THUMB SUCKING and its effects


A child develops many different habits throughout his life, some when he is just a few months old, to some a few years later. Among all the habits a child picks up, very few are as troubling as the THUMB SUCKING one.


Most mothers initially tend to overlook this particular habit when the child is too little and then later regret letting this habit develop in the first place. But what actually is this habit all about?

Why does it happen?

What if it continues for too long?

Is thumb sucking normal?

At what age does it become a problem if my child has not stopped the habit?

I’m concerned that thumb sucking is affecting my child’s teeth – what can be done?

These are several questions that must be plaguing every moms mind. Below are a few reasons for this Thumb Sucking habit, and how to tackle it, as shared by our Pediatric Dental Expert.

Why do children suck their thumbs?                          

Thumb or finger sucking is perfectly normal for babies. The sucking reflex is necessary for feeding but babies also have a natural instinct to suck when they are not feeding as a way of self-soothing. Babies and small children may suck their thumb or fingers or a pacifier when they are anxious, unwell, bored or as a way to get to sleep. Many children give up the habit on their own between 2 and 4 years old.


When does thumb-sucking become a problem?

Effects of continuous Thumb Sucking

If a child sucks their thumb, finger or pacifier intensely and regularly or for long periods of time it can affect their front teeth, causing them to be pushed forwards and creating a gap between the upper and lower front teeth. This can sometimes cause speech problems. In young children, unless there is some other factor causing the teeth to be crooked, the teeth will usually move back to their normal position spontaneously once the habit is stopped.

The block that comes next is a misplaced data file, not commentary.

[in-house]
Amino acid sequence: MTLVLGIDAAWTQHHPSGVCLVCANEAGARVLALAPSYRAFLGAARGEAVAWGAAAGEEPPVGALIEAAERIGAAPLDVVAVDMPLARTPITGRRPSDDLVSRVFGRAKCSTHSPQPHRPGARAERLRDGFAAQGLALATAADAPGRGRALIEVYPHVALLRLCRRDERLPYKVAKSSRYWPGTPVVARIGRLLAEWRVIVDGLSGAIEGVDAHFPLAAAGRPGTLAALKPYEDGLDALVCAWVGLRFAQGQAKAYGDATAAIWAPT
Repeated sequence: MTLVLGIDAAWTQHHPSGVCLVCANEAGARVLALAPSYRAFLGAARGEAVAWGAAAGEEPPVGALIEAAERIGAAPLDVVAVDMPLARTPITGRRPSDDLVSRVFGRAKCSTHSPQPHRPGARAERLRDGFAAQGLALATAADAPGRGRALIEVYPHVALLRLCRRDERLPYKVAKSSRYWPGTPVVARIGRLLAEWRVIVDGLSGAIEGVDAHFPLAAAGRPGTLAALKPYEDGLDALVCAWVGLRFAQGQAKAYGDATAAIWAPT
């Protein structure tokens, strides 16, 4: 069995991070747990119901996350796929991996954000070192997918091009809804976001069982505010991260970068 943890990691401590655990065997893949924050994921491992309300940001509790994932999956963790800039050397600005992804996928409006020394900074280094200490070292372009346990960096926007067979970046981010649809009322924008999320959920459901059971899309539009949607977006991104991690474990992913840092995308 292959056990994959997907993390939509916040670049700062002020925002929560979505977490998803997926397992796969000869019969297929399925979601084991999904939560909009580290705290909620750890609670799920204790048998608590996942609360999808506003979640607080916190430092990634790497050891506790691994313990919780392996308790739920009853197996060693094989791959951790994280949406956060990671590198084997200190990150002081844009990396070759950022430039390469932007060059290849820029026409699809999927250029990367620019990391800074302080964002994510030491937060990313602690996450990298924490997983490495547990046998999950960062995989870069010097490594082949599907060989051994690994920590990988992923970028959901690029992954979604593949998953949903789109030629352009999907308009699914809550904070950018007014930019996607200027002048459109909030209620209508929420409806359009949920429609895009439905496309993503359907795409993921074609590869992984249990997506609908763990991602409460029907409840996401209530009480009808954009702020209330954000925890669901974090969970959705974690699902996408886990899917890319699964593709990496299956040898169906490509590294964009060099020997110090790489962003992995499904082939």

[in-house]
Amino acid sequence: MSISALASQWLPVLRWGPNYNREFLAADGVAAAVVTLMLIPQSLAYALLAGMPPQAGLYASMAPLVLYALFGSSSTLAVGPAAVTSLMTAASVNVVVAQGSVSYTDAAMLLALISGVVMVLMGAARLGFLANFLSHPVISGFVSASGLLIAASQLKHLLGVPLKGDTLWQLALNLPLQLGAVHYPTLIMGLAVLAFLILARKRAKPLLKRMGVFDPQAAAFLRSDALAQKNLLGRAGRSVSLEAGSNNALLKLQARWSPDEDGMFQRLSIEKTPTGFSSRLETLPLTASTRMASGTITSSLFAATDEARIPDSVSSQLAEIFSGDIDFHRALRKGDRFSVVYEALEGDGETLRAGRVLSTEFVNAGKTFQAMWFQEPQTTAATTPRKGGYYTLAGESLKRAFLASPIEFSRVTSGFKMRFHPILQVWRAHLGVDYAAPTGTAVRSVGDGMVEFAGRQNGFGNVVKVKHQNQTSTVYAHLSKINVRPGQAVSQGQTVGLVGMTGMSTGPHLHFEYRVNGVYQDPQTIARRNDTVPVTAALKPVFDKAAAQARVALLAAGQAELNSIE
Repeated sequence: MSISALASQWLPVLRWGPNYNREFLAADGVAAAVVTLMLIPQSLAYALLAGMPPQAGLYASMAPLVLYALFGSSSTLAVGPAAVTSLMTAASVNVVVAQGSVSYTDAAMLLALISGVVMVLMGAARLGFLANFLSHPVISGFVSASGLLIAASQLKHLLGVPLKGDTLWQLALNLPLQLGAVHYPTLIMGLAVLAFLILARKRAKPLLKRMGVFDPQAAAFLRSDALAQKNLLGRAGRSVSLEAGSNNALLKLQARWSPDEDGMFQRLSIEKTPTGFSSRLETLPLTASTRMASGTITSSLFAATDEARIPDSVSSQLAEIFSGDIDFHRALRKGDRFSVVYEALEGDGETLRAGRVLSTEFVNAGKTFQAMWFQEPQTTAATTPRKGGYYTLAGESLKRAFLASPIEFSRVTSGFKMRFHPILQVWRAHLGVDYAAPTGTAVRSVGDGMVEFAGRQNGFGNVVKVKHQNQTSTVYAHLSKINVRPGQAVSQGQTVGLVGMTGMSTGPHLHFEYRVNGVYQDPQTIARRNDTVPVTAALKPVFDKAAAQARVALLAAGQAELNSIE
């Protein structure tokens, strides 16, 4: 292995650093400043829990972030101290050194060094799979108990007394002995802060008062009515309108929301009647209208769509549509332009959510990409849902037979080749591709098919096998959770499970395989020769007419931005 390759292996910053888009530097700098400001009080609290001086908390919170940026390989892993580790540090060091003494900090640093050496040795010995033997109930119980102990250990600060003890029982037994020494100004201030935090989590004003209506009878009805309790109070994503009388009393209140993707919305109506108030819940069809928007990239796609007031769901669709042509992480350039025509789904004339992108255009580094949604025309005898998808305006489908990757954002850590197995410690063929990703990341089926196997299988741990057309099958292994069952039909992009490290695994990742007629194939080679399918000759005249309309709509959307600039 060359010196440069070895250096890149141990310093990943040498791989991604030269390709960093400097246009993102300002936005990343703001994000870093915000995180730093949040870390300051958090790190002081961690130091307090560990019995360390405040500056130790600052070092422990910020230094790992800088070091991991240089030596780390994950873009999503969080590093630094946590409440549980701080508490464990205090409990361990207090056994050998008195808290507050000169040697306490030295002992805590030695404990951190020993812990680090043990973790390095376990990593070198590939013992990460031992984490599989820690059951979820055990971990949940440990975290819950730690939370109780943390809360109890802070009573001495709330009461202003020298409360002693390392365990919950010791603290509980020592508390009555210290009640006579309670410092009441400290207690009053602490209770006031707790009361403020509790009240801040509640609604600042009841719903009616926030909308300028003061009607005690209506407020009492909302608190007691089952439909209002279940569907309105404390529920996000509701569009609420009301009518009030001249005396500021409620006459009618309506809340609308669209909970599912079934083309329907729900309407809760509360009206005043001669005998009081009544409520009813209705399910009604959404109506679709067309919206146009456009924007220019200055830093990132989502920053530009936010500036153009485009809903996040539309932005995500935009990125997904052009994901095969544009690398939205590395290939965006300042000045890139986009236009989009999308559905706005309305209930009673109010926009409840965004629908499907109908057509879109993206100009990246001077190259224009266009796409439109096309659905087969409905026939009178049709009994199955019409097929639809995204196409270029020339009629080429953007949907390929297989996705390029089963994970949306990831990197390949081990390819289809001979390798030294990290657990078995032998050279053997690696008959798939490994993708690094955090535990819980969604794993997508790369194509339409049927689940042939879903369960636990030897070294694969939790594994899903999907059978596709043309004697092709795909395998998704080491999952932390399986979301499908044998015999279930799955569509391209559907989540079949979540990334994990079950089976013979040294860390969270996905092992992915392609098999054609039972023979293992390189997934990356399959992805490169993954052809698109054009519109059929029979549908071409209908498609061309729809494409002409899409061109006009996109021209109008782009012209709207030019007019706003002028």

If a child continues the habit after 4 or 5 years old then it may start to affect the position and appearance of their adult teeth as they come through. The longer the habit continues after 6 years old, the more likely that orthodontic treatment (braces) will be required to correct position of the adult teeth.


What can I do to help my child stop?

Bent Teeth due to Thumb Sucking Habit

Bent Teeth due to Thumb Sucking Habit

  • Don’t nag or punish your child for sucking their thumb. Many children suck their thumbs when they are stressed or anxious, so this will only make the problem worse.
  • Talk calmly with your child to try to find out why they suck their thumb.
  • Explain that the habit can cause teeth to become crooked. Ask if they would like help to stop.
  • Reassure your child that as they are maturing and growing up they will be able to stop – discuss some things they used to do as a baby which they no longer do now.
  • If there are particular situations that trigger the habit try to offer distractions or something to keep their hands busy.
  • If your child is sucking their thumb when anxious or stressed discuss the issues and try to find other solutions for reassurance or comfort.
  • Use positive reinforcement. You could make a chart where you can give a star for each day your child goes without sucking their thumb. You could agree on a reward or treat after a number of days or weeks.
  • For some children, it is a subconscious habit and just reminding them (without nagging!) when they are doing it can help them stop.
  • For others, putting something on the thumb, such as a small bandage, can act as a reminder.
  • If you find your child is using thumb-sucking as a way of getting attention you may be better to start ignoring it instead.


What if I have tried these ideas and it has not worked?

Firstly, visit you dentist. They can assess your child’s teeth and give advice.

For those children who have real difficulty giving up the habit, a habit breaker appliance can be used.

Habit Breaker Appliance

Habit-breaker ApplianceA habit breaker appliance is fixed to the back teeth and has a blunt wire which sits behind the upper front teeth. This does not cause any pain but it makes trying to the suck the thumb uncomfortable and therefore takes away the pleasure of the habit. Even if your child still puts their thumb or finger in their mouth they will not be able to create the suction force which causes pressure on the teeth.

The appliance is usually worn for 6-12 months, with regular checks at the dentist. It has found to be very successful in breaking the habit and allowing the teeth to return to their normal position.

For any concerns about your child’s teeth, see your dentist.



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